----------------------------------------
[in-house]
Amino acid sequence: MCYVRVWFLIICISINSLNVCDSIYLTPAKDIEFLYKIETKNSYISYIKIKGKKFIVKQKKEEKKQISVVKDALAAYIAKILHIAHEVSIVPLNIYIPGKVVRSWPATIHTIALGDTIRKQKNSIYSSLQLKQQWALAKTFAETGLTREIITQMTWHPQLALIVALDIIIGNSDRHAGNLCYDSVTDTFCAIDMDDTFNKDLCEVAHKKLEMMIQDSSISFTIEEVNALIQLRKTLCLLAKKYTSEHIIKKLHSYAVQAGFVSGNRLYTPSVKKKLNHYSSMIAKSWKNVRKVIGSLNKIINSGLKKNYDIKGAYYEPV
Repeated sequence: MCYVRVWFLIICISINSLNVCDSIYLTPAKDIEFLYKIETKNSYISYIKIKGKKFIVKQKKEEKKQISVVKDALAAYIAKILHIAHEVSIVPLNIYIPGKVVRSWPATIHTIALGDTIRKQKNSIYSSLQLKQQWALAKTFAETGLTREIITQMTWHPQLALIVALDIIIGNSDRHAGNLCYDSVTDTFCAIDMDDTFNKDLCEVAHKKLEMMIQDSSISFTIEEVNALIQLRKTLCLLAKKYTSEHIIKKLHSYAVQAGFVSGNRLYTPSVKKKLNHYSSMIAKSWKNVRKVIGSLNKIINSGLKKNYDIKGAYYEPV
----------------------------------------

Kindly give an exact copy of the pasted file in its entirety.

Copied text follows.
[in-house]
Amino acid sequence: MCYVRVWFLIICISINSLNVCDSIYLTPAKDIEFLYKIETKNSYISYIKIKGKKFIVKQKKEEKKQISVVKDALAAYIAKILHIAHEVSIVPLNIYIPGKVVRSWPATIHTIALGDTIRKQKNSIYSSLQLKQQWALAKTFAETGLTREIITQMTWHPQLALIVALDIIIGNSDRHAGNLCYDSVTDTFCAIDMDDTFNKDLCEVAHKKLEMMIQDSSISFTIEEVNALIQLRKTLCLLAKKYTSEHIIKKLHSYAVQAGFVSGNRLYTPSVKKKLNHYSSMIAKSWKNVRKVIGSLNKIINSGLKKNYDIKGAYYEPV
Repeated sequence: MCYVRVWFLIICISINSLNVCDSIYLTPAKDIEFLYKIETKNSYISYIKIKGKKFIVKQKKEEKKQISVVKDALAAYIAKILHIAHEVSIVPLNIYIPGKVVRSWPATIHTIALGDTIRKQKNSIYSSLQLKQQWALAKTFAETGLTREIITQMTWHPQLALIVALDIIIGNSDRHAGNLCYDSVTDTFCAIDMDDTFNKDLCEVAHKKLEMMIQDSSISFTIEEVNALIQLRKTLCLLAKKYTSEHIIKKLHSYAVQAGFVSGNRLYTPSVKKKLNHYSSMIAKSWKNVRKVIGSLNKIINSGLKKNYDIKGAYYEPV